Arrogance. Ego. Too much emphasis on profit. All of these can lead to the death of culture in a creative agency.
In two days one week I had meetings with three management level people that have seen the cultures of their employers, creative agencies in town, shift dramatically away from employees and toward the bottom line and/or a founder(s) arrogant vision.
This is an all too common mistake that companies make. With many local agencies being founder-based it can set up challenging dynamics when it comes to establishing and growing culture. It takes a healthy ego to start a company. As your company grows, at some point it becomes your employees that are growing and sustaining the company, not the founder(s). This is a realization that many either do not make, or do not believe. To successfully grow and maintain growth founders need to empower their staff and maintain a positive employee-driven culture.
Ego’s can often get in the way of this because, after all, the company grew around the founder(s) so they are always the key component. Not true once a level of growth has been obtained.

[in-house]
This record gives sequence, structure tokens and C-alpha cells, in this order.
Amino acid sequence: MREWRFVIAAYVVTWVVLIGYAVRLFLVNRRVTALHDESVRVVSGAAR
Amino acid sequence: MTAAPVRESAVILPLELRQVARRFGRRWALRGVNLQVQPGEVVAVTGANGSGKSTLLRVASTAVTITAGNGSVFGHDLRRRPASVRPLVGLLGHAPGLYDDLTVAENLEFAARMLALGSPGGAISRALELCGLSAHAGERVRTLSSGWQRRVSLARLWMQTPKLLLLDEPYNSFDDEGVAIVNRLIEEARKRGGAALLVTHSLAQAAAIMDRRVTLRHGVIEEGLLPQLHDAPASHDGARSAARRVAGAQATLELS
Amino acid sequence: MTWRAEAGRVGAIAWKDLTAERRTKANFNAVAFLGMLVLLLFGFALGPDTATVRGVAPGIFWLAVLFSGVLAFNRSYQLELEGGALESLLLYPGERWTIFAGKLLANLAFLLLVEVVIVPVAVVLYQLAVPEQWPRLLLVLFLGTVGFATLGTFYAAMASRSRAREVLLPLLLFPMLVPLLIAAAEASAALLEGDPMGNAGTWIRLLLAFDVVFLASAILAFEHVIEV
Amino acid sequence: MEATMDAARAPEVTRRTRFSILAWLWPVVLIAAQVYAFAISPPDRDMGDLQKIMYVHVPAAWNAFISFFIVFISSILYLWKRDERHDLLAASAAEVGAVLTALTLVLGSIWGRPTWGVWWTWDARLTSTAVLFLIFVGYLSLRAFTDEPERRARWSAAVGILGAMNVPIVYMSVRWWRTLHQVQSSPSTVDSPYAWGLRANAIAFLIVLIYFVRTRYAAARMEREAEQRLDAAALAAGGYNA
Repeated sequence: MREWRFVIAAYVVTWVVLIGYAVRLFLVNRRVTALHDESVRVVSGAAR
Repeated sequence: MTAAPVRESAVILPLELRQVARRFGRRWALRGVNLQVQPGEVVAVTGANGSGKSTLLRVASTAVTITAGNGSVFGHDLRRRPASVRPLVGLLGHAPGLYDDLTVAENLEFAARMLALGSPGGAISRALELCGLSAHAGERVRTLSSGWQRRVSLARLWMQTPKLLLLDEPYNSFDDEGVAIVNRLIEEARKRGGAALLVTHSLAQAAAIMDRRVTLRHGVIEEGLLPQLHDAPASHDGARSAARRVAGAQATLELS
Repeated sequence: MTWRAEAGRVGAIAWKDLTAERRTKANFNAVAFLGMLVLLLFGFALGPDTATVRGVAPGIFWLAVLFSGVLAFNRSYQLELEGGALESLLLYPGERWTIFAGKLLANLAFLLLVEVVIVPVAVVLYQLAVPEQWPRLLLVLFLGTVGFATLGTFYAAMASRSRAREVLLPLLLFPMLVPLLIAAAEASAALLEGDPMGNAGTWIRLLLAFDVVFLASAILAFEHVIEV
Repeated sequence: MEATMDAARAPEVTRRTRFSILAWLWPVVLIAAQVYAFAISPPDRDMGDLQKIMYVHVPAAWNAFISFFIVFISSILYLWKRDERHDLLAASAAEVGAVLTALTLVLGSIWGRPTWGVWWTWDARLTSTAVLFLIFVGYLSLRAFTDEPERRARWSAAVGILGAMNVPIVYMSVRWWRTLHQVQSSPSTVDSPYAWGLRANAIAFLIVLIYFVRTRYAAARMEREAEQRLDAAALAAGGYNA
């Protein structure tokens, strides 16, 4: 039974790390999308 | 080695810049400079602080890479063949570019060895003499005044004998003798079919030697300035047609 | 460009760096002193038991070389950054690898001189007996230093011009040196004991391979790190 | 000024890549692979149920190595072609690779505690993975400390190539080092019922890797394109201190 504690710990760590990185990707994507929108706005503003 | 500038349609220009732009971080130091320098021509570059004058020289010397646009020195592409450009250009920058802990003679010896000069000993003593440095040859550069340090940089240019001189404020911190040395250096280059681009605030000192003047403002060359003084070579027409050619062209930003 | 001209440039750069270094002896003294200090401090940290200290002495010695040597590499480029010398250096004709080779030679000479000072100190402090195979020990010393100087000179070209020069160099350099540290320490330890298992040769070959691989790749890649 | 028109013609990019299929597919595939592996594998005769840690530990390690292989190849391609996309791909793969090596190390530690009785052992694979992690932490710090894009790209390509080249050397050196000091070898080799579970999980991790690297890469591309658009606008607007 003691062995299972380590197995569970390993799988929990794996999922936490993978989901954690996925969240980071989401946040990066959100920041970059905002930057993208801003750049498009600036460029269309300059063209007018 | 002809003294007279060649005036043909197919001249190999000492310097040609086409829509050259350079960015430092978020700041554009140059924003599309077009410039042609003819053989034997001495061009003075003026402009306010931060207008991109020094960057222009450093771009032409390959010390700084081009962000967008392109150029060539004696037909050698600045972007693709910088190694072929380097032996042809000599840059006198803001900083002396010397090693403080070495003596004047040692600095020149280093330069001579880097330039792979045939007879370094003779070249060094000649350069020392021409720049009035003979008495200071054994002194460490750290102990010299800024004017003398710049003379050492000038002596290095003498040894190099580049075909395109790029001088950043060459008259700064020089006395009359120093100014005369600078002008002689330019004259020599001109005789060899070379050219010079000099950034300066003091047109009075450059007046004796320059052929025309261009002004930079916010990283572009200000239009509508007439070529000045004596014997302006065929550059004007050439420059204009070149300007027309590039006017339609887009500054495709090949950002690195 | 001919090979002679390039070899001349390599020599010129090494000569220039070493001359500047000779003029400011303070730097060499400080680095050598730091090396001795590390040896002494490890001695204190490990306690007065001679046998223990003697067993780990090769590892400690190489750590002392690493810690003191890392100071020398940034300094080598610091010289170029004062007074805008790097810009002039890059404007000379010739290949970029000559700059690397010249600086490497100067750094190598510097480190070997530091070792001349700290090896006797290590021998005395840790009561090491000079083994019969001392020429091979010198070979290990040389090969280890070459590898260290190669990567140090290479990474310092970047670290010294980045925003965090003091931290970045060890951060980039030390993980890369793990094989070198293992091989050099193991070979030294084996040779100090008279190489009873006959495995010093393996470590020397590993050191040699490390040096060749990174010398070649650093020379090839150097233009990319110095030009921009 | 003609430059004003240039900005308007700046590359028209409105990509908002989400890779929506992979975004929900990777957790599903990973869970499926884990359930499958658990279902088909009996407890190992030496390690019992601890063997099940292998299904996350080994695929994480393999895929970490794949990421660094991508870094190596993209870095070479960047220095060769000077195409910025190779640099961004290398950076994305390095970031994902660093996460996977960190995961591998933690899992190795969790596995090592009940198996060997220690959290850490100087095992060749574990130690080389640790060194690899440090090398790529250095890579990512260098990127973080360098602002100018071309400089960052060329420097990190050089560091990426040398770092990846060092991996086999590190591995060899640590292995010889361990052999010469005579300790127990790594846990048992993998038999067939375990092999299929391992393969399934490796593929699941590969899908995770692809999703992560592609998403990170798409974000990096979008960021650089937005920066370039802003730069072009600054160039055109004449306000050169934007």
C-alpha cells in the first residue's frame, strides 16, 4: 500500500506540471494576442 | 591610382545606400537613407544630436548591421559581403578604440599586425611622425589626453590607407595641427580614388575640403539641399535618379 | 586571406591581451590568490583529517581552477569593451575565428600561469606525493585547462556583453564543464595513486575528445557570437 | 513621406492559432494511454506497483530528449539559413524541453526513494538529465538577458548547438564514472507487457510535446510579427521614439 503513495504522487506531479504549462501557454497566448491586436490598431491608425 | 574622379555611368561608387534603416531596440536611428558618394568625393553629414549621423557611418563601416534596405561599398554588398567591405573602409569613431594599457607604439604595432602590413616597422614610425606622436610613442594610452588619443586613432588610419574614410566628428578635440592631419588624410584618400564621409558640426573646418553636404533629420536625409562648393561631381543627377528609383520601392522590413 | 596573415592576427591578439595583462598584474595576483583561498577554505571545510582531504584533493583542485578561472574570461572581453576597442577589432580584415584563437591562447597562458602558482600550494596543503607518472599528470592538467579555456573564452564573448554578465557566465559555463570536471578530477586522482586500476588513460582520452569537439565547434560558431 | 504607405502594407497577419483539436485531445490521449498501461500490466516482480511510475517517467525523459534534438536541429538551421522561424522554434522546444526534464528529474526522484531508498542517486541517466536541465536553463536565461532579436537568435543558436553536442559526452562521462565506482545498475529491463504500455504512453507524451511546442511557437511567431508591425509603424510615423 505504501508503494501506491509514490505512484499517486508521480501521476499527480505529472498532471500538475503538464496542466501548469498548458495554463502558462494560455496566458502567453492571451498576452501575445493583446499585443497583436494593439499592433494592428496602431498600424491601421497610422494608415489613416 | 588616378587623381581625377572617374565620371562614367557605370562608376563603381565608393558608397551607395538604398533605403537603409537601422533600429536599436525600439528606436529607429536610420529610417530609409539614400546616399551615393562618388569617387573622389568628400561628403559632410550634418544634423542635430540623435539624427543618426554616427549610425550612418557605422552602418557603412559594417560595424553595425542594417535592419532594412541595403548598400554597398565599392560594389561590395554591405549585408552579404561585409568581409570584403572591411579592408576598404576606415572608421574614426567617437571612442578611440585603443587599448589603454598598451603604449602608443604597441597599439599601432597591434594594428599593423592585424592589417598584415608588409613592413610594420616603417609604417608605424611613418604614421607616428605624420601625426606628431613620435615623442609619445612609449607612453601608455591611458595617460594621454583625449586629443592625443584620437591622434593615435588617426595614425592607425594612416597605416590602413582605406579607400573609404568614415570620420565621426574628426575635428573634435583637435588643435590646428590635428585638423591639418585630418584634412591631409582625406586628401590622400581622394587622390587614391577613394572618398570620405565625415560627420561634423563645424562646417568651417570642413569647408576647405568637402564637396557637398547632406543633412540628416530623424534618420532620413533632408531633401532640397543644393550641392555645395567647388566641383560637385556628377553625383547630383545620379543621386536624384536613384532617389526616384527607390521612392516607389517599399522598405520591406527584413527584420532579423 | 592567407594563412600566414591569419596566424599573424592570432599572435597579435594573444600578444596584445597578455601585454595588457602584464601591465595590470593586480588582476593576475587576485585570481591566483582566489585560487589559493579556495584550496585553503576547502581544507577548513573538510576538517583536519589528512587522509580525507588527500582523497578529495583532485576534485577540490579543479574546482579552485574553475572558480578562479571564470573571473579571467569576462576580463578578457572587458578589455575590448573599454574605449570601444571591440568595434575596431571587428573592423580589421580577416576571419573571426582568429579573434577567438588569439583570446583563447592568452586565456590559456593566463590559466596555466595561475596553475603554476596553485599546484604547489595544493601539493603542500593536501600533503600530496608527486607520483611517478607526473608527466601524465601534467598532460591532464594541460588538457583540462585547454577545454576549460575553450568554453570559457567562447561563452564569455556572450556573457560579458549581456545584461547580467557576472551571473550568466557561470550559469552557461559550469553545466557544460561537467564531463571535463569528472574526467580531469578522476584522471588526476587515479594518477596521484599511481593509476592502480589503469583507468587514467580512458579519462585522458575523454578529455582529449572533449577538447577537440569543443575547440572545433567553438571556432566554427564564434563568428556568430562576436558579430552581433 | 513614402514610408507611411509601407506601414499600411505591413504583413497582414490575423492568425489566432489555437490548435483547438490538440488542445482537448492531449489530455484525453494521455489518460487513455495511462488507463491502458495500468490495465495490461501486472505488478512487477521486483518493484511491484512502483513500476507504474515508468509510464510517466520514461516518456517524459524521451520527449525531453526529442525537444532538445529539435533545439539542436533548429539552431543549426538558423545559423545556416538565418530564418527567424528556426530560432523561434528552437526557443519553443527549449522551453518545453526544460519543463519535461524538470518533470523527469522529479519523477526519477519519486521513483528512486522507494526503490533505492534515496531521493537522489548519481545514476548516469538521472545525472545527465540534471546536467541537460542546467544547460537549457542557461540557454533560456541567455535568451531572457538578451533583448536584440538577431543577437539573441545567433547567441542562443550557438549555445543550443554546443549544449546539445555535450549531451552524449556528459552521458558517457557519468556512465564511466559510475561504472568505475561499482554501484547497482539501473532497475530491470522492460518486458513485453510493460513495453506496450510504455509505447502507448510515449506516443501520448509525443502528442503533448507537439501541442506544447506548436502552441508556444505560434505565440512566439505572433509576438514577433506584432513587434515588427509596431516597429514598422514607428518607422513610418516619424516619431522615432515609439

Too much emphasis on the bottom line can kill culture. Employees want and need to know that the company is making money and they will get paid, but it generally is not what motivates them daily. What motivates the typical person in the creative industry is whether they made a difference through good work, good creative, good service to clients and co-workers, not that they brought a project in under budget and made the company some extra bucks. That’s for management to worry about and for management to monitor and communicate in a strategic way. Staff communication should never focus on the bottom line. It has to be addressed of course, but cannot be the focus of every message. If it is, it is just a matter of time before employees begin to think of themselves as just another cog in the wheel, a step on the assembly line.
Once this occurs, your culture is gone. Employees will begin to look for other opportunities that will enrich them. Quality of work will begin to suffer: why put in that extra effort when you are just another cog? And once the quality begins to suffer, you run the risk of losing clients. If that happens, things start to spiral out of control quickly.
Building the company back up, changing perception in the recruiting landscape, and patching the culture are now the biggest challenges. When really, it would have been much easier and more sustainable to have paid more attention to the care and feeding of the culture to begin with. Because a funny thing happens when the culture is healthy people perform better, feel empowered, and produce strong results. Which, not coincidentally improves the bottom line.